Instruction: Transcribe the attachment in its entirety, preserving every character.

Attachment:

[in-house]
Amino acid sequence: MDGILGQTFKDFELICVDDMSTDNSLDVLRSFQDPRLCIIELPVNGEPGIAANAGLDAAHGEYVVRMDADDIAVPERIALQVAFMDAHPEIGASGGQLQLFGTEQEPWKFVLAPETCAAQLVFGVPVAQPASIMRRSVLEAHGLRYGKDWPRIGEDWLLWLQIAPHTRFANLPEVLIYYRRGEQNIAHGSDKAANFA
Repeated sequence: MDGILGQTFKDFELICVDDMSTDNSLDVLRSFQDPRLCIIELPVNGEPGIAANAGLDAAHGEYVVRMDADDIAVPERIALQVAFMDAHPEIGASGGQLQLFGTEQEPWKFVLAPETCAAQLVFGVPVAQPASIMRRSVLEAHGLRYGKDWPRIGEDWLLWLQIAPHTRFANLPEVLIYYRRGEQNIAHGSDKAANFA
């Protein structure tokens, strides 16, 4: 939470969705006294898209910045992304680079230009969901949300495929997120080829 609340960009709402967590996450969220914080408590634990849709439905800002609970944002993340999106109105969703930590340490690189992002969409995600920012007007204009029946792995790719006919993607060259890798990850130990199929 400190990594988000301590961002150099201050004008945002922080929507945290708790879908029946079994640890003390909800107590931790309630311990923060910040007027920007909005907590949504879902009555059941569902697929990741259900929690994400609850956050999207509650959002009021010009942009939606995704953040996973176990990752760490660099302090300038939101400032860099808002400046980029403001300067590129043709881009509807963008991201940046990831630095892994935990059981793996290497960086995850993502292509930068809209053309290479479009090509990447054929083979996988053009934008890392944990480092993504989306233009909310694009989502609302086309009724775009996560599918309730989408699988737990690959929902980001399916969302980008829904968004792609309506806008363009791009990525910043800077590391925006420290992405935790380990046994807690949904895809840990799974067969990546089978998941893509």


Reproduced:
[in-house]
Amino acid sequence: MDGILGQTFKDFELICVDDMSTDNSLDVLRSFQDPRLCIIELPVNGEPGIAANAGLDAAHGEYVVRMDADDIAVPERIALQVAFMDAHPEIGASGGQLQLFGTEQEPWKFVLAPETCAAQLVFGVPVAQPASIMRRSVLEAHGLRYGKDWPRIGEDWLLWLQIAPHTRFANLPEVLIYYRRGEQNIAHGSDKAANFA
Repeated sequence: MDGILGQTFKDFELICVDDMSTDNSLDVLRSFQDPRLCIIELPVNGEPGIAANAGLDAAHGEYVVRMDADDIAVPERIALQVAFMDAHPEIGASGGQLQLFGTEQEPWKFVLAPETCAAQLVFGVPVAQPASIMRRSVLEAHGLRYGKDWPRIGEDWLLWLQIAPHTRFANLPEVLIYYRRGEQNIAHGSDKAANFA
């Protein structure tokens, strides 16, 4: 939470969705006294898209910045992304680079230009969901949300495929997120080829 609340960009709402967590996450969220914080408590634990849709439905800002609970944002993340999106109105969703930590340490690189992002969409995600920012007007204009029946792995790719006919993607060259890798990850130990199929 400190990594988000301590961002150099201050004008945002922080929507945290708790879908029946079994640890003390909800107590931790309630311990923060910040007027920007909005907590949504879902009555059941569902697929990741259900929690994400609850956050999207509650959002009021010009942009939606995704953040996973176990990752760490660099302090300038939101400032860099808002400046980029403001300067590129043709881009509807963008991201940046990831630095892994935990059981793996290497960086995850993502292509930068809209053309290479479009090509990447054929083979996988053009934008890392944990480092993504989306233009909310694009989502609302086309009724775009996560599918309730989408699988737990690959929902980001399916969302980008829904968004792609309506806008363009791009990525910043800077590391925006420290992405935790380990046994807690949904895809840990799974067969990546089978998941893509």